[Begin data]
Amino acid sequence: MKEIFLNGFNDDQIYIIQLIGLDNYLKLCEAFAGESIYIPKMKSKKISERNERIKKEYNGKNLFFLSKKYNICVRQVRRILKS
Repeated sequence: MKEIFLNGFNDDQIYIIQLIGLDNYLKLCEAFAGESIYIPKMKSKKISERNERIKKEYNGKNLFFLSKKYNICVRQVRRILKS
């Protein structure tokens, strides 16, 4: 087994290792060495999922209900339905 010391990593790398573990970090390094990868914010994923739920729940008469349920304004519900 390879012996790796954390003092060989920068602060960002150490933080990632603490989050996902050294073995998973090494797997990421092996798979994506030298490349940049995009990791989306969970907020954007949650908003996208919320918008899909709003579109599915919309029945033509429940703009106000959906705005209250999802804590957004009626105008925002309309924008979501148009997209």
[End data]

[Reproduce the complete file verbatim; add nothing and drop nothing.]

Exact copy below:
Amino acid sequence: MKEIFLNGFNDDQIYIIQLIGLDNYLKLCEAFAGESIYIPKMKSKKISERNERIKKEYNGKNLFFLSKKYNICVRQVRRILKS
Repeated sequence: MKEIFLNGFNDDQIYIIQLIGLDNYLKLCEAFAGESIYIPKMKSKKISERNERIKKEYNGKNLFFLSKKYNICVRQVRRILKS
């Protein structure tokens, strides 16, 4: 087994290792060495999922209900339905 010391990593790398573990970090390094990868914010994923739920729940008469349920304004519900 390879012996790796954390003092060989920068602060960002150490933080990632603490989050996902050294073995998973090494797997990421092996798979994506030298490349940049995009990791989306969970907020954007949650908003996208919320918008899909709003579109599915919309029945033509429940703009106000959906705005209250999802804590957004009626105008925002309309924008979501148009997209």